Feedback: Cuomo's Budget Would Hike Spending Without Raising Taxes

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Governor Andrew Cuomo is proposing a $137 billion state budget that would increase spending about 2 percent without increasing taxes.

It includes some fee hikes for New Yorkers.

Cuomo's budget proposal to the Legislature provides 4.4 percent more aid to schools.

Municipal aid outside New York City is proposed to stay level, at a time when many counties and smaller local governments worry they could become insolvent.

The budget also provides some creative funding of Cuomo's school reforms including longer school days.

In addition, the Cuomo administration has proposed suspending the driver's license of anyone who owes more than $10,000 in overdue taxes.
   
As part of its proposal for the fiscal year starting April 1, the administration is calling for the new program to help with collection enforcement of "past-due tax liabilities."
   
Those are described as "fixed and final," where the taxpayer has exhausted their rights to administrative and court review.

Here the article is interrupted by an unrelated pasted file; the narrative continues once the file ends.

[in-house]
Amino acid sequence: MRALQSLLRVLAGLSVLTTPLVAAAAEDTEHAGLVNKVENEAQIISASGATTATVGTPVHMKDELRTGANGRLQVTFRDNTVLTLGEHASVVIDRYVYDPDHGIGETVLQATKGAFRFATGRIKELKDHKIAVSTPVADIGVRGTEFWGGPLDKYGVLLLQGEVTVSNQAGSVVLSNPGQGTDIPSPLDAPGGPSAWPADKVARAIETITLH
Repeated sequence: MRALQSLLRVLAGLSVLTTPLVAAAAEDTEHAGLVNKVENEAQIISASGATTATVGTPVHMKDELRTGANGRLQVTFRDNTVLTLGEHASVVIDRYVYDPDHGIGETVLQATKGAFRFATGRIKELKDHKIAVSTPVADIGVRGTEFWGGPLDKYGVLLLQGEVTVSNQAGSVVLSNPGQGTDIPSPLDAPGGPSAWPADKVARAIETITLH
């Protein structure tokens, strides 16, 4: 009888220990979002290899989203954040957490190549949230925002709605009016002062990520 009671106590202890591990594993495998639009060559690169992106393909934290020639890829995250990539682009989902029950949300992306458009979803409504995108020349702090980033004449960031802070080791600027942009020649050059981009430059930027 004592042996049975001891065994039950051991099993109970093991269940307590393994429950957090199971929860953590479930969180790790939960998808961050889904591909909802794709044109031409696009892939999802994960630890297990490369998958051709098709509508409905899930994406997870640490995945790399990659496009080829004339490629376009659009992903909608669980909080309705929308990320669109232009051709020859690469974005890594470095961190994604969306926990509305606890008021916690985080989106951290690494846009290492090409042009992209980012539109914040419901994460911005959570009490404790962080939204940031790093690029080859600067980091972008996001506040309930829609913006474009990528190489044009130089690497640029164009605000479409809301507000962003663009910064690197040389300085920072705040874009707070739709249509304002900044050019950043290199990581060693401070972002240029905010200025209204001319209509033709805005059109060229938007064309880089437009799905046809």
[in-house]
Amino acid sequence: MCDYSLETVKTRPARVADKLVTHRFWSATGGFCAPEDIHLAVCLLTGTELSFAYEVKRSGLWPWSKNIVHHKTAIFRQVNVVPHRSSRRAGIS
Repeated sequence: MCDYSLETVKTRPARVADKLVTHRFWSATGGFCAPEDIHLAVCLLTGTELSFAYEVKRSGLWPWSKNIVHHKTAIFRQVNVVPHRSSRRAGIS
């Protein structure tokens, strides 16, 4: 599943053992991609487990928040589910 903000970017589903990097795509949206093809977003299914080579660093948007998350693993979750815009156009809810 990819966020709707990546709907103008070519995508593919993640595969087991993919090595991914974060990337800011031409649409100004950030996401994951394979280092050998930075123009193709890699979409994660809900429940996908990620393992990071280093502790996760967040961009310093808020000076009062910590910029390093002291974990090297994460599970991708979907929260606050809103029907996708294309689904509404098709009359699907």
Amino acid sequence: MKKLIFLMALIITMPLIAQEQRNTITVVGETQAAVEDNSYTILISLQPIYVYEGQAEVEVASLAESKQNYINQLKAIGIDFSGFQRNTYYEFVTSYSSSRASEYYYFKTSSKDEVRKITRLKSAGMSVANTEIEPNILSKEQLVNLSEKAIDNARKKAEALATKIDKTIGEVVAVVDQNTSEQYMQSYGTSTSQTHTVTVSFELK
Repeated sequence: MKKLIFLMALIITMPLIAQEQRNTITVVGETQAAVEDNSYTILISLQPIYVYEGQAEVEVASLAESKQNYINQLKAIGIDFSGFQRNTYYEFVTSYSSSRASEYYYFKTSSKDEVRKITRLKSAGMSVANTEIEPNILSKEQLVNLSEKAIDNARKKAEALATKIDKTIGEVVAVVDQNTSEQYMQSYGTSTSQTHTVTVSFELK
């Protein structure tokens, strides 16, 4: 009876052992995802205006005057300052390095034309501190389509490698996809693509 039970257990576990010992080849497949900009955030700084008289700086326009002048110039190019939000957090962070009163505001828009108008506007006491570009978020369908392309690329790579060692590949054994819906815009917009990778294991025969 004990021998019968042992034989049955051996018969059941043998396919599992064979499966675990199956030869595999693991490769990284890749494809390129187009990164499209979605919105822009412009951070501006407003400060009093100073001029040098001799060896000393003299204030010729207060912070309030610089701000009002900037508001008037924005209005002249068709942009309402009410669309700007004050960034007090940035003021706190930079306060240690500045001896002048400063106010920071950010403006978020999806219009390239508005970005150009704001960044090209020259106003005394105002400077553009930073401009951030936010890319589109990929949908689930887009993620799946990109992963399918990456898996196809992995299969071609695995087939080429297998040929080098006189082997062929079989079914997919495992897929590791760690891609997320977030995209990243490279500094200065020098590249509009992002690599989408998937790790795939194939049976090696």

It would be modeled after the state program using license suspension to compel child support payments.
   
The budget proposed Tuesday includes increasing the civil penalty for possessing unstamped or illegally stamped cigarettes from $150 to $600 per carton.

The Cuomo administration also wants to spend almost $36 million in the coming fiscal year to implement new restrictions on guns that were passed last week.
   
The money would be used to add state police staff to oversee recertification of all pistol licenses every five years and register formerly legal rifles now categorized as assault weapons.
   
Troopers would also help improve safety at schools.
   
Officials estimate there are about a million of those rifles owned by New Yorkers and say registration will be free.

The law calls for registration within a year starting April 15.
   
The budget proposed Tuesday includes nearly $33 million in capital spending for a new statewide database with gun registrations and information like felony convictions or mental illness determinations that would disqualify someone from having a gun.

See Cuomo's news release

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Monday, October 20, 2014
, Watertown, NY

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